Lookback Time: The Detroit Observatory

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In Seeing In The Dark, author Timothy Ferris writes, "Peering far into space means looking deep into time gone by. This phenomenon, known as 'lookback time,' makes historians of stargazers." Historians and stargazers alike can enjoy a look back in time to 1854 by visiting the Detroit Observatory at 1398 E. Ann St. In its day, the Observatory housed the first large telescope constructed in the United States, for years the third largest refractor in the world. It was the training ground for many 19th century astronomers, saw the discovery of 21 asteroids and 2 comets, and remains the most important physical legacy of the University's early scientific preeminence. "I cannot speak of the Observatory without emotion," said former UM president Henry Tappan. "No one will deny that it was a creation of my own." (Historic Buildings, Ann Arbor, MI)

Although the dome is currently not operational, rendering the telescope unusable, the Observatory was fully restored in 1998 and the astronomical instruments remain intact and operational. Read more about the Observatory's legacy and watch for upcoming open houses in conjunction with UM's winter theme semester.

Ann Arbor/Ypsilanti Reads author visits in January

Timothy FerrisTimothy Ferris

Acclaimed author Timothy Ferris will make a special appearance in the Ann Arbor/Ypsilanti area as part of Ann Arbor/Ypsilanti Reads. His book, Seeing In The Dark: How Amateur Astronomers Are Discovering The Wonders Of The Universe, has been chosen as the focus of the 2009 Ann Arbor/Ypsilanti Reads program.

On Thursday, January 29 from 7:30 to 8:30 p.m. in Towsley Auditorium of the Morris Lawrence Building at Washtenaw Community College, he will discuss this book as well as his own thoughts on astronomy and the universe around us. A booksigning will follow and books will be on sale at this event, courtesy of Shaman Drum.

This appearance is a key event for the 2009 Ann Arbor/Ypsilanti Reads program, which this year focuses on the theme The Universe: Yours To Discover.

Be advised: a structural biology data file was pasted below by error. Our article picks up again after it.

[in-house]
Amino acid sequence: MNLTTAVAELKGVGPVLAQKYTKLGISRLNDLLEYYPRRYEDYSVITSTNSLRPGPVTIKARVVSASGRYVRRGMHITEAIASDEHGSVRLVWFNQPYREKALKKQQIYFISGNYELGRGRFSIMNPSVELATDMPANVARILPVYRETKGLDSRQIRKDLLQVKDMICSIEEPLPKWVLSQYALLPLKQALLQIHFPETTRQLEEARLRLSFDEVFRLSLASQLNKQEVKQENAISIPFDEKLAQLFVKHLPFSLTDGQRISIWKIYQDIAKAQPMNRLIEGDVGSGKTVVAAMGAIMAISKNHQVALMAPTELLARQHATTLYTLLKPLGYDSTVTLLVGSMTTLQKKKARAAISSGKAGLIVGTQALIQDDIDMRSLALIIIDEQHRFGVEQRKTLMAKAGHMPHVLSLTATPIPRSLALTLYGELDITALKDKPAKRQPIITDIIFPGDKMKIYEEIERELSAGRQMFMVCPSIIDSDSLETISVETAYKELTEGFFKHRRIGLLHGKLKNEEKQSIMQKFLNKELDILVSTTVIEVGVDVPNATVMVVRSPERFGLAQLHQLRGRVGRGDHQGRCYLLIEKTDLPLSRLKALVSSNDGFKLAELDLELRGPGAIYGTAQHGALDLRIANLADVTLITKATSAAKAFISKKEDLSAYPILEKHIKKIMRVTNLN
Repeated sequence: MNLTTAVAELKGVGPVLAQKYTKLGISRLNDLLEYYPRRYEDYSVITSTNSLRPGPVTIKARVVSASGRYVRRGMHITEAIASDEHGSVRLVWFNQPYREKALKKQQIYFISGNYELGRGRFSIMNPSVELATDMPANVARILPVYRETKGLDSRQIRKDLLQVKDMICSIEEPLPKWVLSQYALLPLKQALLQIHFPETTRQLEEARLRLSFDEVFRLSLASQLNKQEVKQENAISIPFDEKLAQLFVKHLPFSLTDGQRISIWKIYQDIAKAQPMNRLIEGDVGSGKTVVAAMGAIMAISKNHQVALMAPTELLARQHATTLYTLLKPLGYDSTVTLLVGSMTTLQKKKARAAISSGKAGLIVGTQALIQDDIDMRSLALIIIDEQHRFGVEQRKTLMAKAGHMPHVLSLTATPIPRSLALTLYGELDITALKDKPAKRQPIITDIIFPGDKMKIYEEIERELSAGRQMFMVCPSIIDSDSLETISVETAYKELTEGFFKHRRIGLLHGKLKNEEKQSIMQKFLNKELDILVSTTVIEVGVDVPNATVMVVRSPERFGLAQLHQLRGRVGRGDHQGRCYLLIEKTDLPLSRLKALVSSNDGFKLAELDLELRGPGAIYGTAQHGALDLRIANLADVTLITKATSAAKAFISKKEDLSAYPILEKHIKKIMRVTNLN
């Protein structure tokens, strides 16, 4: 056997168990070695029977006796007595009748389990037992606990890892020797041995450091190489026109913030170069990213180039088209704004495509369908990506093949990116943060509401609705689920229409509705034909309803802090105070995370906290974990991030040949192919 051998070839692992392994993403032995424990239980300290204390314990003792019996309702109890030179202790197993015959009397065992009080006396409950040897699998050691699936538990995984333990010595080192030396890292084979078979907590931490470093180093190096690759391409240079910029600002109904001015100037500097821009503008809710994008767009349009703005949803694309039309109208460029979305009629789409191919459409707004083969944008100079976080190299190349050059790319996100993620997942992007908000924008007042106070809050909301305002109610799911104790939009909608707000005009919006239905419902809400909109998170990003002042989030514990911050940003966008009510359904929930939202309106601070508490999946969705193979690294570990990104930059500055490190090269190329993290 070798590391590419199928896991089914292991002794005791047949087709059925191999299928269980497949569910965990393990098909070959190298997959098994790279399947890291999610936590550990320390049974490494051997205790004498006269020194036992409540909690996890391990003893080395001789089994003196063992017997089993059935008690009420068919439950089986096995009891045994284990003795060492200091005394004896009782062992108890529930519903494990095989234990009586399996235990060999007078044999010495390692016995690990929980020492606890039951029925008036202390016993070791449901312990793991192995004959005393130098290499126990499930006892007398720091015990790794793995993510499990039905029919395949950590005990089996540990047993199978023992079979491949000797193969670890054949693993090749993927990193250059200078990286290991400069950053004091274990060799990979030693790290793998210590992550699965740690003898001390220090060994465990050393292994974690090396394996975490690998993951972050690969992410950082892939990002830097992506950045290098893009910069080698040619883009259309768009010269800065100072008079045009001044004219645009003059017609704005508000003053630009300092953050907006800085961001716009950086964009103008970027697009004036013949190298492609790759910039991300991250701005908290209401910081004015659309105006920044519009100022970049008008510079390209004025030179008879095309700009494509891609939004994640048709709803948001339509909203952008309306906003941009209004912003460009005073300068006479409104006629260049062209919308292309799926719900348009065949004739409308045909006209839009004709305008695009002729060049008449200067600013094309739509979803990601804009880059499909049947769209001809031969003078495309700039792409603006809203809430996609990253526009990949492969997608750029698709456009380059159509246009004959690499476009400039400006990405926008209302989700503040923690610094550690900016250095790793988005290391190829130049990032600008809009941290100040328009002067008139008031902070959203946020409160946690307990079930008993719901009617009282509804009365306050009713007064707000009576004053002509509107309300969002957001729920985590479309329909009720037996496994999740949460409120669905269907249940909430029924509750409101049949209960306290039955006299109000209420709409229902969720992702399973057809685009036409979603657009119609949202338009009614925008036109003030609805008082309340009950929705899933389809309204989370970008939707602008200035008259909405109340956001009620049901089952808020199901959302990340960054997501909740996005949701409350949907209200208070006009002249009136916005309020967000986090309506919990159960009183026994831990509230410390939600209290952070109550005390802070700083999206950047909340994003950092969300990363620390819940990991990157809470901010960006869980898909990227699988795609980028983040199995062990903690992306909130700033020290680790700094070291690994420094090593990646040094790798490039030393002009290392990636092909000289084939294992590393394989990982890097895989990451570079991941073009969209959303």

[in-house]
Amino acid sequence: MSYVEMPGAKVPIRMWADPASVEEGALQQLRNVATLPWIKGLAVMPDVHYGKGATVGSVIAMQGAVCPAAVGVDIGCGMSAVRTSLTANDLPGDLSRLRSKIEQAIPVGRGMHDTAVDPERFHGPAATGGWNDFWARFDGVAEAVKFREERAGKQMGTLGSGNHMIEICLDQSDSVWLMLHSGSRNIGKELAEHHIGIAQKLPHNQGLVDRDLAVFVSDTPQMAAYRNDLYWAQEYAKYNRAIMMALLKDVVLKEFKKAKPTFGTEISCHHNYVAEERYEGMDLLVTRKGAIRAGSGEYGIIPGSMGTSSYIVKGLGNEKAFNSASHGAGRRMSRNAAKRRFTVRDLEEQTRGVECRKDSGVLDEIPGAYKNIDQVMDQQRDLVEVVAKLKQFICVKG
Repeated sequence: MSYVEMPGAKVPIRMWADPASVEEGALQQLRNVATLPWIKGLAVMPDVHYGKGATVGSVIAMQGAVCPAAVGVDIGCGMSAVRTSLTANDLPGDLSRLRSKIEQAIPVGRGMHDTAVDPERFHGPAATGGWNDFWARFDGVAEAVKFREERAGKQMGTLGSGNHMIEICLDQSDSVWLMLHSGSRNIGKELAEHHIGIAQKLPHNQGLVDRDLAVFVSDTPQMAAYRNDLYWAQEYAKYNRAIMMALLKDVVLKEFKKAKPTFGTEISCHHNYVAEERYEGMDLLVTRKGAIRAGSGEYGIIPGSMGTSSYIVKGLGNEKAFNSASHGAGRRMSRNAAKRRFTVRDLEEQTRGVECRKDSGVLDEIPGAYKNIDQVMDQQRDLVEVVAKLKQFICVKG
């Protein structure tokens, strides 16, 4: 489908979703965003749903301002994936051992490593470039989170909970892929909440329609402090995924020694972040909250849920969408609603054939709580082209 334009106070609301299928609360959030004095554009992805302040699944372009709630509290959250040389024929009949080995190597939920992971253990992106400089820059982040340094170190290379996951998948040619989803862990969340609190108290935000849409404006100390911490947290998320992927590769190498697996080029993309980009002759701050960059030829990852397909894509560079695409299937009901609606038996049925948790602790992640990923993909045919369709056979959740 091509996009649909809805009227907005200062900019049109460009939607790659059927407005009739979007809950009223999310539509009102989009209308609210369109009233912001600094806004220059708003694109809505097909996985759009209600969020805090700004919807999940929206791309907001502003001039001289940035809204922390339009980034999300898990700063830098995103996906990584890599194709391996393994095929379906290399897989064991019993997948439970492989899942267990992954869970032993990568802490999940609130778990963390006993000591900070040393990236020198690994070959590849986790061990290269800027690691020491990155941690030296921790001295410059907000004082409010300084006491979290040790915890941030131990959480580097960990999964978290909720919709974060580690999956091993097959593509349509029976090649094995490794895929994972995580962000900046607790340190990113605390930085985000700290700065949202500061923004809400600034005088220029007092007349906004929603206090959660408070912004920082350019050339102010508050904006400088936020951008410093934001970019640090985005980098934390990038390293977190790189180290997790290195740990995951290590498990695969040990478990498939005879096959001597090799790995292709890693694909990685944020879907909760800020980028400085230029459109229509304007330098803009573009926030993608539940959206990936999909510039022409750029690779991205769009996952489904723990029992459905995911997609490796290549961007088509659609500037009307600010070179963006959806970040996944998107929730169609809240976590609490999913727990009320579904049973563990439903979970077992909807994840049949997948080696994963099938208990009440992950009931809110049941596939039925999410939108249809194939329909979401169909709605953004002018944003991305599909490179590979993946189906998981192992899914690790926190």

Dec. 6, 1947 - Everglades National Park, Florida dedicated by President Harry S Truman

"Here are no lofty peaks seeking the sky, no mighty glaciers or rushing streams wearing away the uplifted land. Here is land, tranquil in its quiet beauty, serving not as the source of water, but as the receiver of it. To its natural abundance we owe the spectacular plant and animal life that distinguishes this place from all others in our country." With these words, Truman formally dedicated Everglades National Park. This event culminated years of effort by a dedicated group of conservationists to make a national park in the Florida Everglades a reality. For a fascinating and comprehensive history of this amazing wetland, check out Michael Grunwald's The Swamp: The Everglades, Florida, and the Politics of Paradise. Thinking of visiting the park? Check out Hidden Florida Keys and Everglades or Adventure guide to the Florida Keys & Everglades National Park.

The planets align for Ann Arbor/Ypsilanti Reads

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You may already know the theme for the 2009 Reads, "The Universe: Yours to Discover," aligns with UM's 2009 winter theme semester, but did you know UM chose it to align with the International Year of Astronomy (IYA) and the 400th anniversary of Galileo's first astronomical observation through a telescope? UM is planning a galaxy of events, exhibits--even new classes!--and there will be many additional Reads programs.

In the meantime, read the book and brush up on your backyard stargazing with the latest edition of The Backyard Astronomer's Guide, or by attending one of the University Lowbrow Astronomer's open houses at Peach Mountain for a look through their 24-inch McMath telescope. Look for Mercury and Jupiter to align on December 31, just in time for the kick off.<--break!-->

Hands-On Science with the Society of Hispanic Professional Engineers

Science experiments mulit-culturalScience experiments mulit-cultural

Join us on Tuesday, November 25 at 6:30 pm for this hands-on science workshop. Learn some science experiments and watch some cool demos based on traditional and new concepts in science and engineering. All kids (by age or at heart) are welcome! It's a night guaranteed to make you want to be a scientist or engineer. Presented by the Society of Hispanic Professional Engineers (SHPE) and Proyecto Avance: Latino Mentoring Association (PALMA) from the University of Michigan.